|Model:||BIAX Electronic FLE15TBX/XM/840|
|Application:||General Purpose Lighting|
|Tube Length:||390mm (8mm diameter)|
|Bulb/Tube material:||Glass, Colour 840 phosphor Inner Coating.|
|Peak output wavelength:||N/A - Broadband emission|
|Total light output:||900Lm (Manufacturers claim)|
|Rated lifetime:||15'000 Hours|
|Operating voltage:||220-240V AC @ 50-60Hz|
|Warmup/restrike time:||2 Minutes/instant|
|Place of manufacture:||Hungary|
|Date of manufacture:||Unknown - code on lamp base "312CA EOL" I don't know if there's a date code hidden in that somewhere.|
This lamp is a good
example of how the desire for compact fluorescent lamps to fit into the
shades originally designed for use with incandescent lamps without
sticking out the end has had an effect on lamp design. Ever
since their invention, designers have continuously been attempting to
shrink CFLs to an extent where they can fit into any situation where a
GLS lamp would be used.
The easiest type of CFL to achieve this with is the spiral design, as the tube can be twisted into a far more compact shape than with a linear design, as used here. It's a very ordinary electronically ballasted CFL, albeit a rather compact one. Merely one inch longer than a normal PS60 lamp, it is small enough for most applications aside from the very shallowest of shades.
Where this particular lamp is a little unusual is that it features a colour temperature of 4000K, rather than the 2700 or 3000K you're more likely to find in a lamp you buy off the shelf in your local supermarket or DIY store. Higher colour temperature lamps such as this are readily available online however, suppliers are a good place to start looking.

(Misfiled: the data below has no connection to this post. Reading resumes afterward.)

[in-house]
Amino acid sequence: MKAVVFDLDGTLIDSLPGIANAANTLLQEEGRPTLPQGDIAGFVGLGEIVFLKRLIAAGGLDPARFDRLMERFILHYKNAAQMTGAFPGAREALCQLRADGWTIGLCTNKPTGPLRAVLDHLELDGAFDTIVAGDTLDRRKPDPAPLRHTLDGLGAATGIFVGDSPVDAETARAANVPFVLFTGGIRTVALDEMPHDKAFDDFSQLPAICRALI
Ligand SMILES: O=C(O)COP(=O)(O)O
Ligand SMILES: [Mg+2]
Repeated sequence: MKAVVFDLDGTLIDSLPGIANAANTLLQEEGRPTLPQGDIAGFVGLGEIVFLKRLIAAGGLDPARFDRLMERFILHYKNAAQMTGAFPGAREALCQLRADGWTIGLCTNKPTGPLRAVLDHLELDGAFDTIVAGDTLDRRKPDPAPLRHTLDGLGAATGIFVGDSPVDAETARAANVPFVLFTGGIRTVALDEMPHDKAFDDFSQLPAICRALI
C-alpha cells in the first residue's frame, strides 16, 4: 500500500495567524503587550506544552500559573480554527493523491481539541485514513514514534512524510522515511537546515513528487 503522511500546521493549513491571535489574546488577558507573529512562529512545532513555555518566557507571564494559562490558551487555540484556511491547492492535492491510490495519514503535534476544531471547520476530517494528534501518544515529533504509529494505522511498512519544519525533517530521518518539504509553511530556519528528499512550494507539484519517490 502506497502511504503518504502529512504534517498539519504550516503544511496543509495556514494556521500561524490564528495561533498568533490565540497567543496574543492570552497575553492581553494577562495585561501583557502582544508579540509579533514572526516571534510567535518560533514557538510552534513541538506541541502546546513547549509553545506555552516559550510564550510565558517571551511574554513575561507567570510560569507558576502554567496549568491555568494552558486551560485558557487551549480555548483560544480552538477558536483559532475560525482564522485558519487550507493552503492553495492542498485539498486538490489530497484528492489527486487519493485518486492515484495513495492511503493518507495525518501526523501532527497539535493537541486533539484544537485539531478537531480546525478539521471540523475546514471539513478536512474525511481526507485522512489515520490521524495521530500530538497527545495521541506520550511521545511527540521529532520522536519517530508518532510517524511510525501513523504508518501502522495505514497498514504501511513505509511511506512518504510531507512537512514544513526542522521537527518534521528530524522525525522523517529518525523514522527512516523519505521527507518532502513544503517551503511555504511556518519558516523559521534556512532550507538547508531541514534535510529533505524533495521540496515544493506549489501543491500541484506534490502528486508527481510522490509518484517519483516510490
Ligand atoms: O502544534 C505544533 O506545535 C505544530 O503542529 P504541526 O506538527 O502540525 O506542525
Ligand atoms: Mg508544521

For a compact 15W lamp this one is pretty bright, warming up pretty quickly, in between 1 and 3 minutes depending on the ambient temperature. The 4000K colour temp is a bit on the high side for my liking in general lighting applications, but a lot of people do prefer light such as this (many even as high as 5000K) which is distinctly less yellow than that of incandescent light. I'd describe the light from this lamp as a "pure, cool white," not blueish as things tend to look above this temperature. It does however do a supreme job of confusing my camera's colour balance - it's too low to use the daylight setting, is nothing light right for the fluorescent setting (everything looks green using it) and obviously it's far too high for the tungsten setting.
This lamp added to the Virtual Display Shelf on the 25th November 2005 at 21:56.
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